Before you apply for an FHA loan
The first thing you need to do is evaluate your finances. Don't go house hunting just yet. Start with the basics. Look at your income, your bills and the cost of homes in the area you’re interested in. If you know how much you want to spend on a home, plug the numbers into an online mortgage calculator to estimate your monthly mortgage payment.
Once you've taken a close look at your finances and have a good idea of what you can afford, it’s time to reach out to a real estate agent and work on getting pre-qualified. Not all lenders will offer the same rates or have the same requirements, so it's a good idea to shop around and find the terms that work best for you.
FHA loan qualification requirements
We've briefly touched on credit score requirements and down payments, but there's a lot more that goes into qualifying for an FHA loan. Basic conditions vary by lender, but some factors they consider include:
- Credit history: FHA loans have some of the most lenient requirements in regards to your credit score. Additionally, there’s typically a shorter waiting period after financial problems such as bankruptcy or foreclosure. That said, a higher credit score usually means better terms. If you have a lower credit score, consider spending some time improving your credit before you apply for a loan.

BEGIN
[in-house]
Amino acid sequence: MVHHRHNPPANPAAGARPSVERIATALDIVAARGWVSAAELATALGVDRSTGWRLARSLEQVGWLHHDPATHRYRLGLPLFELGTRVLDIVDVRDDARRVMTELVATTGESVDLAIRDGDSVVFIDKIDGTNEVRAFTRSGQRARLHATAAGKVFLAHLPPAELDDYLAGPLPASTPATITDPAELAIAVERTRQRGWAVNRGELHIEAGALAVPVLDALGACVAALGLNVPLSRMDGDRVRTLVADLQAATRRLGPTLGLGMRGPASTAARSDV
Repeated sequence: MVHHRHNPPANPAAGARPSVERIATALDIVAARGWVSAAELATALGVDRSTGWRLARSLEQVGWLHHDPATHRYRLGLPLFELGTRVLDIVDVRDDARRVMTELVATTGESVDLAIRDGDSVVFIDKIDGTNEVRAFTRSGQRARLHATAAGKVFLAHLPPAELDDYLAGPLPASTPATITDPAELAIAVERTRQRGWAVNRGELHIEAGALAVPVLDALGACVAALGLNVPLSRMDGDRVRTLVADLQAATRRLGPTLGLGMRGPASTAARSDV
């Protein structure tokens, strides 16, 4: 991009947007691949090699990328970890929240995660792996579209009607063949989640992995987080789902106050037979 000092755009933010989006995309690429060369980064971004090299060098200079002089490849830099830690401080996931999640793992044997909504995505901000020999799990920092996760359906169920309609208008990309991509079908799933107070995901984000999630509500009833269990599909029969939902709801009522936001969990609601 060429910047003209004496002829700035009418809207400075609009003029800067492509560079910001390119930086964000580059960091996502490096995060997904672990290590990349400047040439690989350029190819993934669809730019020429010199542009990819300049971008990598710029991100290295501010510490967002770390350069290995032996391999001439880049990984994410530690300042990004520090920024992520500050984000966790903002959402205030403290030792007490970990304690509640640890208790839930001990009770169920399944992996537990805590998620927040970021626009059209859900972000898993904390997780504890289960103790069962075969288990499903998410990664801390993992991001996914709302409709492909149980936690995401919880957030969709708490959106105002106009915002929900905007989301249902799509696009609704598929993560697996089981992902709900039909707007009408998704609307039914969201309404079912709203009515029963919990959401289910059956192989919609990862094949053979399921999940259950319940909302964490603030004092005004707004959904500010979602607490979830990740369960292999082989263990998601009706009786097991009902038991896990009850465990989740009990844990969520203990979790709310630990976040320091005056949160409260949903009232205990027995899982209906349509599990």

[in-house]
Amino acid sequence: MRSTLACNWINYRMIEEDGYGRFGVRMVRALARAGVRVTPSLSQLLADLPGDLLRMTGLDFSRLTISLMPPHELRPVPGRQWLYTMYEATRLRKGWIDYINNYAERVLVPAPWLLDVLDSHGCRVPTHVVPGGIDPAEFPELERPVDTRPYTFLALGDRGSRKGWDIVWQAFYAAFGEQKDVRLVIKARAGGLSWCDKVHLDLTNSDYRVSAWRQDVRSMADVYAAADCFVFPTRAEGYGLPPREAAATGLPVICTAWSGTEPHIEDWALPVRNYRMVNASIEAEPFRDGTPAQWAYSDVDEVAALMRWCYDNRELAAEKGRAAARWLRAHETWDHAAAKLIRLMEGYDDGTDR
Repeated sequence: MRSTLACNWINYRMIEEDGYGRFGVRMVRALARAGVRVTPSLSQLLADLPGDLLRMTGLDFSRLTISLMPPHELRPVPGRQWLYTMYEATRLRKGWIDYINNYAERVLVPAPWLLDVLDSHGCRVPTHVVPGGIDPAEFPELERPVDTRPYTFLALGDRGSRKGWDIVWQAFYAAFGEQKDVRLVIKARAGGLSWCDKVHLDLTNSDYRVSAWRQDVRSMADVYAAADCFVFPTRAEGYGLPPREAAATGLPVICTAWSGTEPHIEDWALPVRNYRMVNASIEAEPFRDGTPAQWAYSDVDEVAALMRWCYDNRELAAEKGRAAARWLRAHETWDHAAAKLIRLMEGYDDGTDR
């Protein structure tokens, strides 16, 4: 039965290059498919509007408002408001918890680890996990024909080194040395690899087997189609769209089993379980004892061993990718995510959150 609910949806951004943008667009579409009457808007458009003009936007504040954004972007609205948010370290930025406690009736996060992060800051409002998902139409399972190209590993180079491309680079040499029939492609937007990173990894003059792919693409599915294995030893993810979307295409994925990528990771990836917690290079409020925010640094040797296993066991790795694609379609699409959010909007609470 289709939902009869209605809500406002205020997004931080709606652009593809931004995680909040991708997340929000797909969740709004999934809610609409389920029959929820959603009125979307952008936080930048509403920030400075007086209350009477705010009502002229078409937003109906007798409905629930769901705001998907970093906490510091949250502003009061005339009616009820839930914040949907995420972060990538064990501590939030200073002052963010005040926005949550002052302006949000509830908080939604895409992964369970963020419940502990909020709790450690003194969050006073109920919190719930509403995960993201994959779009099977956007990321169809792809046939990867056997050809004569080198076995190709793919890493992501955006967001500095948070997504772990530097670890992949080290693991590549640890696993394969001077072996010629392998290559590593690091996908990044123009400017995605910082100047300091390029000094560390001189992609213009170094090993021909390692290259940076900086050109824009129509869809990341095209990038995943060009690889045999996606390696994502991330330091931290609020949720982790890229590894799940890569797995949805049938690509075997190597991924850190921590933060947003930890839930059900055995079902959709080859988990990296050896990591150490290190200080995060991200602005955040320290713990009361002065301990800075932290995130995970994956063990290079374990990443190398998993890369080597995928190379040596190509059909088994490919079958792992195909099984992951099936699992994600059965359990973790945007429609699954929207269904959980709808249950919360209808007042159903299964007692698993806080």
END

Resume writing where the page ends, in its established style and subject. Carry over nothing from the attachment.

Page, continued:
- Debt-to-income ratio: Your debt-to-income ratio (DTI) is calculated by combining all of your monthly payments and dividing that amount by your total pre-tax monthly income. For joint applications, both applicants' incomes and debts may be considered. FHA generally considers an acceptable DTI to be no greater than 43%. Although lenders may be able to approve with a higher DTI, the lower you can keep this number, the more likely you are to qualify for more favorable terms.
- Employment history: Your ability to pay is a critical qualifier for obtaining a loan. Your lender will consider how long you’ve been at your current position, as well as your employment history.
It's also important to note that you can only use an FHA loan for your primary residence. If you plan to use your home for a rental property or vacation home, you'll need a different type of loan.
The pros and cons of FHA loans
Before you choose what type of loan you’ll use, it's important to weigh the pros and cons. A home is a big purchase, and there’s a lot to consider.
- Pro: Lower qualification standards. FHA loans are often easier to get than other types of loans. If you have had issues with your credit or a bankruptcy in your past, this option might be right for you.
- Con: Lower lending limits. FHA loans have much lower lending limits than traditional loans. If you want to purchase a home above these limits, you'll need to use a different type of loan, put more money down, or find a different house.